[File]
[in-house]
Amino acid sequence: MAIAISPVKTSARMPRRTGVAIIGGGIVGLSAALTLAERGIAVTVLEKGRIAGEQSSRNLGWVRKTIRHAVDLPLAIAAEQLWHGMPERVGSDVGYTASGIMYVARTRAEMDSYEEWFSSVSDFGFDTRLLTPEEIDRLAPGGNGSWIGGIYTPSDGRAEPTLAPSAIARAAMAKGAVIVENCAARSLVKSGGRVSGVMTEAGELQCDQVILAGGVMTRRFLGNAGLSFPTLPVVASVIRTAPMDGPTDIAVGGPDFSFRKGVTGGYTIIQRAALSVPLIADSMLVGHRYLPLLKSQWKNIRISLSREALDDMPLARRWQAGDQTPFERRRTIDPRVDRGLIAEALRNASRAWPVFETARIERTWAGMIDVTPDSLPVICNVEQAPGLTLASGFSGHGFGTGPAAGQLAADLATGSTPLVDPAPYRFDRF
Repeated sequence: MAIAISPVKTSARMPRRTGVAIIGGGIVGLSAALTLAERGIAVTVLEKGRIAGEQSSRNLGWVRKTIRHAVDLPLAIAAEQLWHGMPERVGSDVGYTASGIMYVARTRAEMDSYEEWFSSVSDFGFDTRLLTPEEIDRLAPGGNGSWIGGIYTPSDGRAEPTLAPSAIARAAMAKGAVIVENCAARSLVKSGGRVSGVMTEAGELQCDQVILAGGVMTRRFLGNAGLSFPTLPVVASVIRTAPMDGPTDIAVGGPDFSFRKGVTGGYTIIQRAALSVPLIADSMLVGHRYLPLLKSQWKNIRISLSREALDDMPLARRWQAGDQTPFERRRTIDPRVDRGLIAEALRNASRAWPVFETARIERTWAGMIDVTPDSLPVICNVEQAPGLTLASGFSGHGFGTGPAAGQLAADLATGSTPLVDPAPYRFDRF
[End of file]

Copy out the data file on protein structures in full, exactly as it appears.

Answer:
[in-house]
Amino acid sequence: MAIAISPVKTSARMPRRTGVAIIGGGIVGLSAALTLAERGIAVTVLEKGRIAGEQSSRNLGWVRKTIRHAVDLPLAIAAEQLWHGMPERVGSDVGYTASGIMYVARTRAEMDSYEEWFSSVSDFGFDTRLLTPEEIDRLAPGGNGSWIGGIYTPSDGRAEPTLAPSAIARAAMAKGAVIVENCAARSLVKSGGRVSGVMTEAGELQCDQVILAGGVMTRRFLGNAGLSFPTLPVVASVIRTAPMDGPTDIAVGGPDFSFRKGVTGGYTIIQRAALSVPLIADSMLVGHRYLPLLKSQWKNIRISLSREALDDMPLARRWQAGDQTPFERRRTIDPRVDRGLIAEALRNASRAWPVFETARIERTWAGMIDVTPDSLPVICNVEQAPGLTLASGFSGHGFGTGPAAGQLAADLATGSTPLVDPAPYRFDRF
Repeated sequence: MAIAISPVKTSARMPRRTGVAIIGGGIVGLSAALTLAERGIAVTVLEKGRIAGEQSSRNLGWVRKTIRHAVDLPLAIAAEQLWHGMPERVGSDVGYTASGIMYVARTRAEMDSYEEWFSSVSDFGFDTRLLTPEEIDRLAPGGNGSWIGGIYTPSDGRAEPTLAPSAIARAAMAKGAVIVENCAARSLVKSGGRVSGVMTEAGELQCDQVILAGGVMTRRFLGNAGLSFPTLPVVASVIRTAPMDGPTDIAVGGPDFSFRKGVTGGYTIIQRAALSVPLIADSMLVGHRYLPLLKSQWKNIRISLSREALDDMPLARRWQAGDQTPFERRRTIDPRVDRGLIAEALRNASRAWPVFETARIERTWAGMIDVTPDSLPVICNVEQAPGLTLASGFSGHGFGTGPAAGQLAADLATGSTPLVDPAPYRFDRF